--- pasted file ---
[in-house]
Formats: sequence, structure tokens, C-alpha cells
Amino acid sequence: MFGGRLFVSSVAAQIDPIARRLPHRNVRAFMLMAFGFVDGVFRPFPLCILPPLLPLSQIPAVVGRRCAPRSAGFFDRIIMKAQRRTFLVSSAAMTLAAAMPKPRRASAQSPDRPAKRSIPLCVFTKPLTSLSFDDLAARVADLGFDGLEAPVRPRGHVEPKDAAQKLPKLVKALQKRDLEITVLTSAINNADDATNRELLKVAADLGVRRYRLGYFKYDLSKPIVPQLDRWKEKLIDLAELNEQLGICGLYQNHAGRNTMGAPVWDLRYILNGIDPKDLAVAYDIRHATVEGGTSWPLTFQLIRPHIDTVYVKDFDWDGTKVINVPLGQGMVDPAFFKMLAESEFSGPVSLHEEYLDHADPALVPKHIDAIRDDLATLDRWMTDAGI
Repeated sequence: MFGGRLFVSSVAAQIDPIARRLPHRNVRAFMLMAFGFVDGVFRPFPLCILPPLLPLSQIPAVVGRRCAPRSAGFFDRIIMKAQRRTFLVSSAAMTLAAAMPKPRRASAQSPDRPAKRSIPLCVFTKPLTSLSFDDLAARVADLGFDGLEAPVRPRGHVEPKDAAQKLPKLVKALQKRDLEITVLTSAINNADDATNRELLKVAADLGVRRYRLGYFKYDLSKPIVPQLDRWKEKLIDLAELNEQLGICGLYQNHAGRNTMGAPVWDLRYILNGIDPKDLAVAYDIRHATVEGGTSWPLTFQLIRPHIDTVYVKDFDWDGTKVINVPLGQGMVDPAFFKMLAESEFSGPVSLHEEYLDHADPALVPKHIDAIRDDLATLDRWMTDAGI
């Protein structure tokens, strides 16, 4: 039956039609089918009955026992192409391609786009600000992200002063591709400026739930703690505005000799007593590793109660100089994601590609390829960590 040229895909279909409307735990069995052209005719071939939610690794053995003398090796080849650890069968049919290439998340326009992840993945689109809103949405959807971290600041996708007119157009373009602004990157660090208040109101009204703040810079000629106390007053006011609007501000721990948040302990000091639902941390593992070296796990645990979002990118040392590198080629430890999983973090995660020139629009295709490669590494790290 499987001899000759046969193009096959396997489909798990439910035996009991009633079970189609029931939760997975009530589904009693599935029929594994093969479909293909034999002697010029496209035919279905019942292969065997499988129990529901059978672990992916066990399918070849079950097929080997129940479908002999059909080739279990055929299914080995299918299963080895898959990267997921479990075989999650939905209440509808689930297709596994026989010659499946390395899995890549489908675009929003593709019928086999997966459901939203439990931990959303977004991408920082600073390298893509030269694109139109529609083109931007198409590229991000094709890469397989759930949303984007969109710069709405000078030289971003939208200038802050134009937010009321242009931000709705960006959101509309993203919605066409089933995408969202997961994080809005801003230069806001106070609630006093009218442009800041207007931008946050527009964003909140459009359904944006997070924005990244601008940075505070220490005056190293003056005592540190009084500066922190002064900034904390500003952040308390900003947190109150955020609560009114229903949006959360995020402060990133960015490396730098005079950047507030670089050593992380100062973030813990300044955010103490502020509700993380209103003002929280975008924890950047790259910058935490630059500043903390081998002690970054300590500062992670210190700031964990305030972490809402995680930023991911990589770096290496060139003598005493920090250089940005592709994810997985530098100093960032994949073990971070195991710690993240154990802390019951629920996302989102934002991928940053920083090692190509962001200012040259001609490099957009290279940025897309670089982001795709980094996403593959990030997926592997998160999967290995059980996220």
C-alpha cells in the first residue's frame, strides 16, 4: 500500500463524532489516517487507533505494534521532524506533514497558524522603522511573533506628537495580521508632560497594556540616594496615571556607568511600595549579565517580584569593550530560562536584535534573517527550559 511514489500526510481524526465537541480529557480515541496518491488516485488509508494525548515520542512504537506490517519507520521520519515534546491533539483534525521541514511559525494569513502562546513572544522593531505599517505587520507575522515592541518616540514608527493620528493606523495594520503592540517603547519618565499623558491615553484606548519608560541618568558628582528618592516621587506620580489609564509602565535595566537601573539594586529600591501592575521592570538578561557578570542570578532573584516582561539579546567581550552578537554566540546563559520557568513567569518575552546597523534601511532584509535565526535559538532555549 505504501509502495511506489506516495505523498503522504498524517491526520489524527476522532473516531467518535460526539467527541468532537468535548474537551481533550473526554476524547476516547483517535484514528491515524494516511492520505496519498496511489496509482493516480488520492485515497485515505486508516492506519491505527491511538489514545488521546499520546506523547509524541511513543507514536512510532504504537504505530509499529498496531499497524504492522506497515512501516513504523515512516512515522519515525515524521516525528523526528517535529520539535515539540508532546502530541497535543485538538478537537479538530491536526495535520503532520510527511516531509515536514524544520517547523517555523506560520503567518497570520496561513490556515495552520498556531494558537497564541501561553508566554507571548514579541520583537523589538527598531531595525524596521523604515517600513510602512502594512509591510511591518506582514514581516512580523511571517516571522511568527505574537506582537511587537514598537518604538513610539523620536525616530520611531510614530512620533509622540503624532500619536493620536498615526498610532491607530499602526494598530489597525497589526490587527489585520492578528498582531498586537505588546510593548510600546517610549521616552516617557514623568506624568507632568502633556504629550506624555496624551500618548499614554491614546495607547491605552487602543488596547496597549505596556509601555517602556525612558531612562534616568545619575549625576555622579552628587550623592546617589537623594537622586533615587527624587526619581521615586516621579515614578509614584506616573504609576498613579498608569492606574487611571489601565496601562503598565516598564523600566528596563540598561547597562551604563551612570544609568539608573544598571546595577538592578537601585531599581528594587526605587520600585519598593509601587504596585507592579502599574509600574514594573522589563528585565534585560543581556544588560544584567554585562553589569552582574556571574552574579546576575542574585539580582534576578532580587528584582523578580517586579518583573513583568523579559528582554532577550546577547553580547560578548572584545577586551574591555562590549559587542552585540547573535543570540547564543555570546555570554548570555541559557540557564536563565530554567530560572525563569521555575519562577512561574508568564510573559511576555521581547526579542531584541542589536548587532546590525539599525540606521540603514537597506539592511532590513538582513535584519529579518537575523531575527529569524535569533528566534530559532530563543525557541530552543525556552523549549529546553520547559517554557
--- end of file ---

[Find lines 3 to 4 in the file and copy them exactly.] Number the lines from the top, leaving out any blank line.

Amino acid sequence: MFGGRLFVSSVAAQIDPIARRLPHRNVRAFMLMAFGFVDGVFRPFPLCILPPLLPLSQIPAVVGRRCAPRSAGFFDRIIMKAQRRTFLVSSAAMTLAAAMPKPRRASAQSPDRPAKRSIPLCVFTKPLTSLSFDDLAARVADLGFDGLEAPVRPRGHVEPKDAAQKLPKLVKALQKRDLEITVLTSAINNADDATNRELLKVAADLGVRRYRLGYFKYDLSKPIVPQLDRWKEKLIDLAELNEQLGICGLYQNHAGRNTMGAPVWDLRYILNGIDPKDLAVAYDIRHATVEGGTSWPLTFQLIRPHIDTVYVKDFDWDGTKVINVPLGQGMVDPAFFKMLAESEFSGPVSLHEEYLDHADPALVPKHIDAIRDDLATLDRWMTDAGI
Repeated sequence: MFGGRLFVSSVAAQIDPIARRLPHRNVRAFMLMAFGFVDGVFRPFPLCILPPLLPLSQIPAVVGRRCAPRSAGFFDRIIMKAQRRTFLVSSAAMTLAAAMPKPRRASAQSPDRPAKRSIPLCVFTKPLTSLSFDDLAARVADLGFDGLEAPVRPRGHVEPKDAAQKLPKLVKALQKRDLEITVLTSAINNADDATNRELLKVAADLGVRRYRLGYFKYDLSKPIVPQLDRWKEKLIDLAELNEQLGICGLYQNHAGRNTMGAPVWDLRYILNGIDPKDLAVAYDIRHATVEGGTSWPLTFQLIRPHIDTVYVKDFDWDGTKVINVPLGQGMVDPAFFKMLAESEFSGPVSLHEEYLDHADPALVPKHIDAIRDDLATLDRWMTDAGI